The film does deserve credit for slyly working in a nice message, a moral even. At one point Rzykruski, replaced in his position by the gym teacher because of his unorthodox ways, discusses with Victor the perils of science. During this brief exchange he notes the importance of intentions and of being true to yourself, a message which obviously effects Victor and which he in turn carries throughout the picture. In a day and age where pictures aimed a younger audience play to the lowest common denominator, it's nice to see a film like this that expresses in interesting and creative ways the importance of individualism.

The film does have some effective moments of humor scattered throughout and there are bits and pieces where Victor's unrequited love for Sparky shines through but it never quite feels true. Thankfully the visuals are strong enough to carry the picture, and if the characters never quite reach the believably alive stature of those seen in The Nightmare Before Christmas they occasionally come quite close. The design work here, which looks to be somewhere between that scene in the aforementioned film and the later The Corpse Bride, has all the quirky, weird detail you'd expect from one of Burton's stop motion projects but the re-animated pets wind up with more appeal than the human characters. As the various animals are brought back to life and go through different changes brought about by the impure motives of Vincent's fellow classmates the movie reaches some impressive heights of mayhem - but by the time it's all said and done, there's a bit too much wasted space. The end result is good, but it could and should have been great.

The Blu-ray

Video:

Frankenweenie arrives on Blu-ray in its original aspect ratio of 1.85.1 in a gorgeous AVC encoded 1080p high definition presentation. The black and white image shows loads of detail visible not only in the various models brought to life in the stop motion animation technique used in the film but in the backgrounds and sets as well - you can see the dust on top of a book in one scene and not the texture of the dried parsley used as leaves in an outdoor scene. Black levels are rich and deep while shadow detail, an important part of the look of this particular movie, remains revelatory and impressive. Contrast looks spot on, with clean whites and every shade of grey imaginable filling in the rest of the movie perfectly. There are no problems with compression artifacts or edge enhancement nor is there any obvious filtering and we wind up with a deep, strong image that offers impressive depth throughout. This is pretty much a reference quality image.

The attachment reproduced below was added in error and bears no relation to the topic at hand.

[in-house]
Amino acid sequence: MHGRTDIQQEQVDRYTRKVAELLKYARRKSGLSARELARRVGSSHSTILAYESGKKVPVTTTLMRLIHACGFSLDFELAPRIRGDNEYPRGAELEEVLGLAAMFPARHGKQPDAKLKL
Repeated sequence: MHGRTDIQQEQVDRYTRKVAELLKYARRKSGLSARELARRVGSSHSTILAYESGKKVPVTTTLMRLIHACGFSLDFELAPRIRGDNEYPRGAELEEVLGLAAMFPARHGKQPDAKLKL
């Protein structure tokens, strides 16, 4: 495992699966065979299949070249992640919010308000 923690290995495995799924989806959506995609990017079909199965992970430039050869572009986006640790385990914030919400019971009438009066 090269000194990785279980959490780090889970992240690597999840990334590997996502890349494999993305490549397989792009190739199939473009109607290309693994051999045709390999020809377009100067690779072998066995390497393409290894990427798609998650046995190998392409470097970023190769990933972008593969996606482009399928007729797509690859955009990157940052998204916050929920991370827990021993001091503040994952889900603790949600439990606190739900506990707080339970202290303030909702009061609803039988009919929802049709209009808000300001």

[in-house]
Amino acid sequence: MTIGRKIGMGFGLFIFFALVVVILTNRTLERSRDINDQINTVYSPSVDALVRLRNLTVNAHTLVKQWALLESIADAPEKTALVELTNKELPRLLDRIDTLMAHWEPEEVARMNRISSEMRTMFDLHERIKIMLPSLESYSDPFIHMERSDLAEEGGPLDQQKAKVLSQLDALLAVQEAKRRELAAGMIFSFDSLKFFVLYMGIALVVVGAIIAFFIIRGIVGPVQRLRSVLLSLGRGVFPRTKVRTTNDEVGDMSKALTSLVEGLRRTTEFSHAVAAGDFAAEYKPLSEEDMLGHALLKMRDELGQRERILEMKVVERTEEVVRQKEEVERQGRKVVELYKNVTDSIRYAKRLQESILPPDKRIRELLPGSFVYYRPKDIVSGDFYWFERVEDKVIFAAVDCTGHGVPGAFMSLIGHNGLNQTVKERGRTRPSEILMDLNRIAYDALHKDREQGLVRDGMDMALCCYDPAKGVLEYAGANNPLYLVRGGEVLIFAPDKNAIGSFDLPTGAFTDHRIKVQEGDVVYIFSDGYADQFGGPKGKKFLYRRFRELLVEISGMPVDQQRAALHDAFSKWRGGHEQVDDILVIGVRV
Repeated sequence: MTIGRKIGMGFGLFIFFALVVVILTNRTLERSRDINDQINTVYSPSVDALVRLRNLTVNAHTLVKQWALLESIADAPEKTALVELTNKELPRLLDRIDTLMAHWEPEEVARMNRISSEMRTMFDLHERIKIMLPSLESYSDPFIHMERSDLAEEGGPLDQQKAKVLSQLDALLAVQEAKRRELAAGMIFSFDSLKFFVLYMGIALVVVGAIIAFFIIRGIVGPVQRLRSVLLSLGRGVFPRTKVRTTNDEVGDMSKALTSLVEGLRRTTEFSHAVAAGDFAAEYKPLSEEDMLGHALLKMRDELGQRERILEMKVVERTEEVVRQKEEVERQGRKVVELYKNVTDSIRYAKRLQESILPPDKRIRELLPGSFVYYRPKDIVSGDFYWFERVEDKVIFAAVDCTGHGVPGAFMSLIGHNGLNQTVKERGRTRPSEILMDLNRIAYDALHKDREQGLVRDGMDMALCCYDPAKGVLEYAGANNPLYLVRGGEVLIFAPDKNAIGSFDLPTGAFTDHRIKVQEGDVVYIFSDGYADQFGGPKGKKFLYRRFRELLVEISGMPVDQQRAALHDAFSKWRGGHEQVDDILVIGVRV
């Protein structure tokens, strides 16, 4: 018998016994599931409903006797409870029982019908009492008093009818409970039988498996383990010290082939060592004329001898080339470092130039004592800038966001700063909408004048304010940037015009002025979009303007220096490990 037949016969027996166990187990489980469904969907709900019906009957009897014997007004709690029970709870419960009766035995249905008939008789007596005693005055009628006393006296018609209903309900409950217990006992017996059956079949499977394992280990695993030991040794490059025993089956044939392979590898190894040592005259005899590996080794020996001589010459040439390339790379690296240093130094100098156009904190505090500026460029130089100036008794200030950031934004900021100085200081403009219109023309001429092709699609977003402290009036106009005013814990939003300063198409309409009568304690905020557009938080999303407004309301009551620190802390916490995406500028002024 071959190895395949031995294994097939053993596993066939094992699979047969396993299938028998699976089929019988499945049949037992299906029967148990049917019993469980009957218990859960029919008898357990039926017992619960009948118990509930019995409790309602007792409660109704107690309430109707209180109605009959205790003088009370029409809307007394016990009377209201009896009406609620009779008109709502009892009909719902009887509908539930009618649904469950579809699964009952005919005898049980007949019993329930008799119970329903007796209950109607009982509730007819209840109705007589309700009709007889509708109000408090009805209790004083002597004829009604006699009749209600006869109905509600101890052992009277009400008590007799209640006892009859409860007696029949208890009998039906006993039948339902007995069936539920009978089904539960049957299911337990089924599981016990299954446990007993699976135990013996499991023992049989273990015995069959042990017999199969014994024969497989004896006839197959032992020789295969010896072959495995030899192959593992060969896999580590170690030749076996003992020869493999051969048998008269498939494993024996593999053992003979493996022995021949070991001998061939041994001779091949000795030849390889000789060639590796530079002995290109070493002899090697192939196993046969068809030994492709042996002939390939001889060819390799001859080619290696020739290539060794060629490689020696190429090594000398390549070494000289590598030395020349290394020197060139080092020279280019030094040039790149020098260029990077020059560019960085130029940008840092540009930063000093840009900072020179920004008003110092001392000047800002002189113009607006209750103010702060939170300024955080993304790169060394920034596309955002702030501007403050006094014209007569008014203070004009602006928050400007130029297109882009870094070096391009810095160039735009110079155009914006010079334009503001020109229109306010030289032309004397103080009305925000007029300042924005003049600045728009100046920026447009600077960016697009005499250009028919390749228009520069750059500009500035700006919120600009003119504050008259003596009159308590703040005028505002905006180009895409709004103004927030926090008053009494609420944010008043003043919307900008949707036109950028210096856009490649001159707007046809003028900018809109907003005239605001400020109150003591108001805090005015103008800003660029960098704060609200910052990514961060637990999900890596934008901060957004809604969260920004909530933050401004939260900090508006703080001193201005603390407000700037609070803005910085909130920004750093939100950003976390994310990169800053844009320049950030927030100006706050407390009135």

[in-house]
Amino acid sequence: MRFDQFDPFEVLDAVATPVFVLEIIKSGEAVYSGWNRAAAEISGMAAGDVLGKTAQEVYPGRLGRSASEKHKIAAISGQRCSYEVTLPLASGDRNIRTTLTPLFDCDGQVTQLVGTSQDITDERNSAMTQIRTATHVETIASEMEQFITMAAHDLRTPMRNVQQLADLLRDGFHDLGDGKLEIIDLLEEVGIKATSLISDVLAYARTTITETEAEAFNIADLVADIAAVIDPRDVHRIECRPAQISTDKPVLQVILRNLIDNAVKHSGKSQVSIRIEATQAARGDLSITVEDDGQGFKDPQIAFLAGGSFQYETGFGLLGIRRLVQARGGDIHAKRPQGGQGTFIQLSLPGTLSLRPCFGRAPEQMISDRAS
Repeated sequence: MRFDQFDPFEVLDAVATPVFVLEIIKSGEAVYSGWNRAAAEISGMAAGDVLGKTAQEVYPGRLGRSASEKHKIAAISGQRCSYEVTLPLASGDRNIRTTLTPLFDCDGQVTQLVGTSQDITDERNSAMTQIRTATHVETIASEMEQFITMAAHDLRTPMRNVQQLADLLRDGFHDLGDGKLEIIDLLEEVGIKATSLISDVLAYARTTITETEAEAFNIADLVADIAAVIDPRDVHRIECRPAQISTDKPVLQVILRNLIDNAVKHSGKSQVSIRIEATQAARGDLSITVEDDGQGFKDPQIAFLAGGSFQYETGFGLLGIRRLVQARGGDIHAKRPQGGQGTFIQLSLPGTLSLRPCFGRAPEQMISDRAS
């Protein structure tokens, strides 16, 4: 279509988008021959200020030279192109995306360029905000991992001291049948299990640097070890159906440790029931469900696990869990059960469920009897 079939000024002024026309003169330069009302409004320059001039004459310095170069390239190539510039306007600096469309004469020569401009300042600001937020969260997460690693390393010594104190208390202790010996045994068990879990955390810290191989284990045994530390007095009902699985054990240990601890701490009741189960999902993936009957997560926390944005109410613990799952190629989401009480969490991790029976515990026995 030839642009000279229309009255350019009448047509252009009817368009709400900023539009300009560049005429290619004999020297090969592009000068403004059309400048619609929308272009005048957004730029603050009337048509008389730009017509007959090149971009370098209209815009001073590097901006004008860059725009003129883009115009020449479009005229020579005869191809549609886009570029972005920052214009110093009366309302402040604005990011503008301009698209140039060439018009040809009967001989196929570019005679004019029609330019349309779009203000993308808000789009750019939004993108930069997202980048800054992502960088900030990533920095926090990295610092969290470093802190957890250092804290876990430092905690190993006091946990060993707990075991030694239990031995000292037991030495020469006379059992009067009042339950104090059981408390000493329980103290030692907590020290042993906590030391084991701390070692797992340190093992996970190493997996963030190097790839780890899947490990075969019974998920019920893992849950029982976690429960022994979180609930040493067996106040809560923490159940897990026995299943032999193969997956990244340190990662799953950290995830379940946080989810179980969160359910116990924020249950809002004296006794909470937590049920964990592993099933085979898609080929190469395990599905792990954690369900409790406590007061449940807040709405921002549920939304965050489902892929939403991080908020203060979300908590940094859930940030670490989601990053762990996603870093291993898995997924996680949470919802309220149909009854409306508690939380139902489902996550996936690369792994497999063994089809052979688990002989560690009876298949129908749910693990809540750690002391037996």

Note: Although an MVC encoded 3D version is included (on its own disc) compatible hardware was not available at the time of this review.

Sound:

Also earning top marks all around is the English language DTS-HD 7.1 Master Audio track included on the disc. Dialogue, for the most part, stays in the front of the mix but surrounds are used throughout the movie to help build atmosphere and tension - sometimes with impressive subtlety, other times with fairly bombastic aplomb. The more action intensive scenes make great use of the rear channels to fill in the soundstage with crowd noise and foley effects, while the more subdued and dramatic moments let the Danny Elfman score spread out very nicely indeed. Bass response is strong, tight and well placed without ever burying the voice actors. The film's finale sounds great, with the different creatures roaming New Holland causing complete and utter chaos but pay attention to other key scenes as well, such as Sparky's reanimation and the classroom scene. A lot of attention to detail shows up here and the movie is all the better for it.